My dad was the kind of guy who would stop in the middle of the street to pick up a screw or washer. You couldn’t really fault him as he grew up in the great depression and experienced true poverty. He was like an overweight balding Scarlet O’Hara who had vowed never to go without a 6 penny nail again, and thus would always pick up this junk which would get added to an empty coffee can or pill bottle. There was no organization or sorting, so the detritus would end up in a random vessel where it might find itself cohabitating with a section of garden hose, a rusty spring or some other treasure. My father was not a disorganized person, but the rate of incoming effluvia was so great that he simply couldn’t keep up with it. However, his inherent desire to categorize demanded that he label each can and box and this is how our garage became stacked to the rafters with containers labeled "To Be Processed."
In recent months I’ve become interested in making things…not software programs or other abstractions but real things that you can touch, feel and explain to the elderly. In so doing I’ve become more aware of the utility of things like washers and springs, and the rarity of things like gears and a good timing belt. The other day I came across an aluminum angle bracket in a junk drawer and my delight was as if I found $20 in the pocket of an old pair of pants. In fact, such treasures are legion once you start looking for them and they can accumulate rather quickly. So now I have in my office a cardboard box of random items…that are….you know….to be processed.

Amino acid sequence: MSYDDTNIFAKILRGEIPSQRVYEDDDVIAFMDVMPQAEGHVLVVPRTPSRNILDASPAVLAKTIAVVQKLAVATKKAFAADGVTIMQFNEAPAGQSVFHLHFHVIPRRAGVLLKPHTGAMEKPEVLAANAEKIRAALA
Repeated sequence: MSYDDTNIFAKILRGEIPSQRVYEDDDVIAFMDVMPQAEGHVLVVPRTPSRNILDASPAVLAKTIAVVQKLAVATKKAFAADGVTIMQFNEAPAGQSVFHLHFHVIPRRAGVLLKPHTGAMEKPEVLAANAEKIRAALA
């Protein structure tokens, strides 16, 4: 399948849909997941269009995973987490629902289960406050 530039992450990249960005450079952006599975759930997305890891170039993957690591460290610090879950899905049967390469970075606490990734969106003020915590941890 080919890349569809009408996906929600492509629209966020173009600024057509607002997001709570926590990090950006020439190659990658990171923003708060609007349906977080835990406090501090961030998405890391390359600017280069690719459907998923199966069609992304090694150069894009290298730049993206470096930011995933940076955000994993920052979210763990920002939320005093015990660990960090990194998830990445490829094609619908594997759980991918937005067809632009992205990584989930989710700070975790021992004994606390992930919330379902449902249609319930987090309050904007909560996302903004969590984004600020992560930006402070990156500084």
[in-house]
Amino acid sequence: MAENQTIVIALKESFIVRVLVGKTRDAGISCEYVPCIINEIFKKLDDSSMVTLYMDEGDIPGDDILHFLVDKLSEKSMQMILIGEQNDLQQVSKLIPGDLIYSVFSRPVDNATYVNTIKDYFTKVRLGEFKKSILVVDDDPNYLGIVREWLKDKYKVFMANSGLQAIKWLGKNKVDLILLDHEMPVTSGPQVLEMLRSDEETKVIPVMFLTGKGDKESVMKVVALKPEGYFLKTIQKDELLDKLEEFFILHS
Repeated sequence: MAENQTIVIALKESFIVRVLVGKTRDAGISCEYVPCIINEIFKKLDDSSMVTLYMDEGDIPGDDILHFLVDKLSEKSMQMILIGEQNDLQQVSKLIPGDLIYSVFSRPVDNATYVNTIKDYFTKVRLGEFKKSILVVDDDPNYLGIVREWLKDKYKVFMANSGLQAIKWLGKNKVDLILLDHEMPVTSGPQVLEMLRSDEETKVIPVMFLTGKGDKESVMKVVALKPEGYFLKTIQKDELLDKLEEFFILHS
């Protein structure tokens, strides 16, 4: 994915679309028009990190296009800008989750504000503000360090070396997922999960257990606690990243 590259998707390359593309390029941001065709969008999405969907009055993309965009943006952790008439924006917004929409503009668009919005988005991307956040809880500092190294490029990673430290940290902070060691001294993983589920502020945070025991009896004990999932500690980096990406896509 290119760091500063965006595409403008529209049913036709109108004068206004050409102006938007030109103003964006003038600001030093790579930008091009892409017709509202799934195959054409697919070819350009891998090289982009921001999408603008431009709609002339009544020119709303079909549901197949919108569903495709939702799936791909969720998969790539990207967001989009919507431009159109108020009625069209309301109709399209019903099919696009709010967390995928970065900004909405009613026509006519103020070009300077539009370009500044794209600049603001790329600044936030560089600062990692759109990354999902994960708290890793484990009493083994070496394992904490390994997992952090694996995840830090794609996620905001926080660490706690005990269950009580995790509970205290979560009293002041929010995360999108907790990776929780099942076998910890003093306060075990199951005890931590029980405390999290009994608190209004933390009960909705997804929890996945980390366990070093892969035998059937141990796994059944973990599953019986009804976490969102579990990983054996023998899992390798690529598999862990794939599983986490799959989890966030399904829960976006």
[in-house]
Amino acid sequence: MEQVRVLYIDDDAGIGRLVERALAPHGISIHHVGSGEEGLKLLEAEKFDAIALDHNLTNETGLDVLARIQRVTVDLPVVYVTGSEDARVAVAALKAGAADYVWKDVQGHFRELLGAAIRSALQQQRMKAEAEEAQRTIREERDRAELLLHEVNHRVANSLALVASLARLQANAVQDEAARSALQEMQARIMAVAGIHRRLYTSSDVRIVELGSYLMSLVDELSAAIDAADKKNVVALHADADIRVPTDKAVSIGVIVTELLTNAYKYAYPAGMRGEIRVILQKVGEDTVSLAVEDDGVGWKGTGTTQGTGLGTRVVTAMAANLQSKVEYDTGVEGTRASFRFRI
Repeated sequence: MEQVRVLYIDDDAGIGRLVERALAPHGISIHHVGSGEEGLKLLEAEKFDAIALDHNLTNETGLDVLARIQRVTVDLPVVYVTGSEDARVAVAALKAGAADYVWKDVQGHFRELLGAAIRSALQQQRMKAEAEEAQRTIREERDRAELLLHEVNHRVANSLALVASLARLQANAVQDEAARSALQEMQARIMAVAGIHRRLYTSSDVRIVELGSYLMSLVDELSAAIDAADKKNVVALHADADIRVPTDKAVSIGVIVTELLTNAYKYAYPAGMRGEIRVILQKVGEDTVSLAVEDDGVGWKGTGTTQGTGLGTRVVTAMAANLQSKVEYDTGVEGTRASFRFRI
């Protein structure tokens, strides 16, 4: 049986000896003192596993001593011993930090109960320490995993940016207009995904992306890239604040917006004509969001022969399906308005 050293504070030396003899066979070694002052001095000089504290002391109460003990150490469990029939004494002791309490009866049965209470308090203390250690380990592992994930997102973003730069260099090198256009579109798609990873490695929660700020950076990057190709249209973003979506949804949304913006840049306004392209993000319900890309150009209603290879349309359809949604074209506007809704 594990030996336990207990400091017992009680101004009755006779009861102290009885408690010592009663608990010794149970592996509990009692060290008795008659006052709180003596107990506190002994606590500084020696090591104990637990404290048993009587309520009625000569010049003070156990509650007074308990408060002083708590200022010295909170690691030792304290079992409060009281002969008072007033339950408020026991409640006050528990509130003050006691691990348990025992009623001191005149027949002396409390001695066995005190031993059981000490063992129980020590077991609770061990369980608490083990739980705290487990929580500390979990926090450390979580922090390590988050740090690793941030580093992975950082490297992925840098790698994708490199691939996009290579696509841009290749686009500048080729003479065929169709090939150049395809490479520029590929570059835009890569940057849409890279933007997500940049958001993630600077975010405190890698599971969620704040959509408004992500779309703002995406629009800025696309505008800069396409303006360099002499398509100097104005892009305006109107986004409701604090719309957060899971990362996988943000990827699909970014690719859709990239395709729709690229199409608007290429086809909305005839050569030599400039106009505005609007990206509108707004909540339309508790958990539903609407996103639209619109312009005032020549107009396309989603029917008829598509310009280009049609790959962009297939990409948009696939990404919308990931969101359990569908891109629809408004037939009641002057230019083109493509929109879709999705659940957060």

Something For Everyone
I came home with a decent haul and was as proud of myself for what I didn’t buy (LEDs…I caressed many of them but managed to not buy any more) as well as what I found:
- The aforementioned bad-ass linear slides for $25
- A pair of nice 12V steppers for $5
- A handful of aluminum sprockets for a buck
- About a dozen nice bearings for 50 cents each
- A nice set of mini tweezers, a mini screwdriver with 8 interchangable bits and 4 mini-clamps for around $5
- 5 albums for my wife who collects vinyl, including The Monkees, ELO and Moody Blues. There were several folks selling albums for one or two bucks and one lunatic who wanted $8 for a Fleetwood Mack album.
I’ll definitely be back to collect more items to process in the near future.
Tags: bay area